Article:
You can also head out on the water. You could view the Oia sunset from the water through one of the many sunset cruises that are offered. Depending on your budget, you can make a sailing adventure as private as you want it:
Other Islands to Visit Instead
When people think about the white-building-Greek-island experience, they almost always think of Santorini and the party-island of Mykonos. However, so many islands have the same architecture and same sunsets but also have much fewer people. One of our vacation rental hosts said that Paros would be the best island to have a similar experience without the crowds. These are my recommendations for a Santorini-esque vacation without going to Santorini:
- Crete (the southern towns including Chora Sfakion and Loutro)
This cute footpath is in Crete.
Is Oia Overrated?
In conclusion, I do think Oia, and Santorini as a whole, is overrated. I think it is beautiful, unique, and full of charm, but that can be said about most of the Greek islands. I have a theory… Follow me on this one: I believe that Santorini used to be no different from the other Greek islands (except for being built on a caldera of a volcano). Back in the olden days, when people would go on vacation and return to show photos or *gasp* slides to their friends and family, Santorini was just one of the Greek islands. But, when Instagram came along, and some model or travel photographer got that perfect, beautiful shot of Oia at sunset, it went viral on the ‘Gram, and suddenly, everyone had to go. Celebrities, models, influencers… And everyone wanted those same shots. What if the early days of Instagram had a model taking the perfect photo in Paros instead? Would Santorini still be a quiet and peaceful hidden gem?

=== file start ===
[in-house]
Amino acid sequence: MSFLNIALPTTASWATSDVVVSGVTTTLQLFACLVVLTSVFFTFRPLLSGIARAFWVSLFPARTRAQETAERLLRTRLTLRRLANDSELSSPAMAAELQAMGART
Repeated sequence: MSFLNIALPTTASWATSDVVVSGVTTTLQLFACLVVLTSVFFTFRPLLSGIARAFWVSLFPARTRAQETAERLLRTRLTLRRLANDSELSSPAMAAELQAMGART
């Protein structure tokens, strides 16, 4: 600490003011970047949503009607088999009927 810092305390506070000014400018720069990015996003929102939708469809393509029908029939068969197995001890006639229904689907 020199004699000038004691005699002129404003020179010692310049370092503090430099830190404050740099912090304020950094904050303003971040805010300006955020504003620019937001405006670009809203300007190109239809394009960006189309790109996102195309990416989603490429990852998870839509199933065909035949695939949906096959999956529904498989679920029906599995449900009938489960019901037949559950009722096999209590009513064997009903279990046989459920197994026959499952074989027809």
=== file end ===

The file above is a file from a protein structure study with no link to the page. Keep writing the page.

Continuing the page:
Would I Return to Oia?
Meh… probably not. Not on my dime, anyway. I mean, not because I had a bad experience, because that’s not true. It was very cool and beautiful. Mostly just because it’s super touristy and not the least bit Touristish. And there are just too many other places in the world to see, including Greek islands. Like, if someone surprised me with a trip to Santorini, would I be sad about it? Not in the least. But I would probably spend all my time in Imerovigli and Fira and not return to Oia.